It is this latter point that concerns me today. We have gotten to the point that most folks think that they must canonize whatever they do as moral and good, regardless of its consistency with any other kind of thinking. In this, my friend is like the majority. This is not ethical thinking, this is self-indulgence disguised as "ethical" by way of setting oneself up as one's own judge and jury -- without an external or internal code to which the court must hew.

In the last half century, it seems, we went from inherited, external and absolute systems of ethics to their displacement by allegedly higher internal, situational ethics that in the end became one long paean to the self -- anything goes if I feel good about it and since I should be good to myself and my precious self-esteem, it turns out that anything can be made to feel good.

No one is ever guilty of anything; even politicians who claim "family values" (but divorce often or are caught in flagrante delicto) will go so far as to assert responsibility but avoid having to give the required response, the payment due for the wrong done.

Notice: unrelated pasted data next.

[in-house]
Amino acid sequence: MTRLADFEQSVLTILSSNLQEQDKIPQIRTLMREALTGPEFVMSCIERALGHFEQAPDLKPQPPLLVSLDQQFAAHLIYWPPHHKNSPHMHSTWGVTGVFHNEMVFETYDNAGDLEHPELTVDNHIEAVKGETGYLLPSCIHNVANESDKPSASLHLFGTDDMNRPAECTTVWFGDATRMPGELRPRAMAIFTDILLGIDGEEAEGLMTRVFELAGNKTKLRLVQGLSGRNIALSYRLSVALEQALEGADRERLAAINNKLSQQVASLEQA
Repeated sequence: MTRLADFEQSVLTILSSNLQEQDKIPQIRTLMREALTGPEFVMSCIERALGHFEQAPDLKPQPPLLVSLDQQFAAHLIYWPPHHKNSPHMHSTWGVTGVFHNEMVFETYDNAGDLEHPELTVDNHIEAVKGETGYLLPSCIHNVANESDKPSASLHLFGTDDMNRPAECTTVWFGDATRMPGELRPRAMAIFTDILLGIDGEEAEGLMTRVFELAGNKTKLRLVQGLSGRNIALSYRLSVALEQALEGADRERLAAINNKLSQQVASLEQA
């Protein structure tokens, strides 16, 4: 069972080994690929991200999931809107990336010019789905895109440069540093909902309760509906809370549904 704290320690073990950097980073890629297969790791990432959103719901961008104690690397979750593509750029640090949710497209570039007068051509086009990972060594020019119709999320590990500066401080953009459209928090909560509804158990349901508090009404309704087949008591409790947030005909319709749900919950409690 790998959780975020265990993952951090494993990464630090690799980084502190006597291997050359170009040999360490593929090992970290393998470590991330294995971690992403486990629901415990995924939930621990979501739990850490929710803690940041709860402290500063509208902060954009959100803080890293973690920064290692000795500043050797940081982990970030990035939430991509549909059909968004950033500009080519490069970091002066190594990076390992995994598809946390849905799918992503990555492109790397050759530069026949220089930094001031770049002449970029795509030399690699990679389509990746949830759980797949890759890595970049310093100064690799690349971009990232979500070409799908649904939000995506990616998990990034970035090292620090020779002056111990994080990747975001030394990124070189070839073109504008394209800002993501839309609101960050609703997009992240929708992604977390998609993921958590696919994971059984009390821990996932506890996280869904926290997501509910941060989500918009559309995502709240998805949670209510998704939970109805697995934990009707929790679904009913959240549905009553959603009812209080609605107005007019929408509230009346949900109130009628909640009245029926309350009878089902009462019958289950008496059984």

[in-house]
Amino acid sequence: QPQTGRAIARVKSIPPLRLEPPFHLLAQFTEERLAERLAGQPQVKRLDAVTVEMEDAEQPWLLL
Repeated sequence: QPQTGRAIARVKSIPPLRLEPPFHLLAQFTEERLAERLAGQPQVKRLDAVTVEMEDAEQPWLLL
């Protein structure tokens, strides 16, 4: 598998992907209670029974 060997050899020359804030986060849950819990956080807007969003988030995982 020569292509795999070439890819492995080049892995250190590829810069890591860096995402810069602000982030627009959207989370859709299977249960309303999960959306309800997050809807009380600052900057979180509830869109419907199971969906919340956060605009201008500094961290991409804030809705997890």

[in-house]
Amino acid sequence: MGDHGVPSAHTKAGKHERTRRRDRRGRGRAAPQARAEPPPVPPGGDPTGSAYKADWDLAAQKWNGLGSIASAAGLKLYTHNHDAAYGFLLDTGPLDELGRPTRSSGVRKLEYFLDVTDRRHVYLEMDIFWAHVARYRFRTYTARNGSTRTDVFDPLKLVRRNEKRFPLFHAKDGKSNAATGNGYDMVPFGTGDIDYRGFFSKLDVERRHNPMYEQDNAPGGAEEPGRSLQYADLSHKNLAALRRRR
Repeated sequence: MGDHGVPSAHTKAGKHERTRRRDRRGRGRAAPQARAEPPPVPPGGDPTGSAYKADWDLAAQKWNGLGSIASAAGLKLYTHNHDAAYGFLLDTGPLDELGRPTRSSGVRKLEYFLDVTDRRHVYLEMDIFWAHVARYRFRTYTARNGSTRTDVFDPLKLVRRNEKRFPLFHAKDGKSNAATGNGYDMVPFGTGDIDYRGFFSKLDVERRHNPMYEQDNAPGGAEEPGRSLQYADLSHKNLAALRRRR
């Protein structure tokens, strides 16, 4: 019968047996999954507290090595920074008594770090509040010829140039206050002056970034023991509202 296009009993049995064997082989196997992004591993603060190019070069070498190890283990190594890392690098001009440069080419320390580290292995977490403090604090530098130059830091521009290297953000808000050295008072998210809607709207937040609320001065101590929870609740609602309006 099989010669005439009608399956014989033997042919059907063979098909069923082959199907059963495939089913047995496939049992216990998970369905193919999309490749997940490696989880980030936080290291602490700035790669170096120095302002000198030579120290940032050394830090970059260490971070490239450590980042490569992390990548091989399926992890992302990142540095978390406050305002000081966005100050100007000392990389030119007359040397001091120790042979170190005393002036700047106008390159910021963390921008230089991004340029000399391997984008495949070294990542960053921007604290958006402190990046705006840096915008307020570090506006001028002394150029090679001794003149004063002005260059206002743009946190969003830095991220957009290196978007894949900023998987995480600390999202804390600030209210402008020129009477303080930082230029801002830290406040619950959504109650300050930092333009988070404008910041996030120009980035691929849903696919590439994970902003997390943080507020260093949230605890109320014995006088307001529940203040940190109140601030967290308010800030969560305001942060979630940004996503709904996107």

I find this problematic, yet when I assert it I get in trouble. I am called self-righteous, priggish.

People don't like to be asked to consider what ethical standards there, much less to weigh submitting to them, whether it feels good or not, whether it is legal, fashionable or acceptable.

Let's examine an example that is close enough without being uncomfortable for too many people today.

There was a time in living memory in which certain prejudices were acceptable, some forms of it were enforced by law, in some circles some form of prejudice was acceptable. Jews called African Americans Schwartze with disdain; the Irish called Italian Americans "wops"; people knew of lifelong bachelors who never married or lived with roommates of the same sex and whispered about them; a woman's place was in the kitchen; and, of course, no white Southerner wanted his daughter to marry a Negro or a Catholic.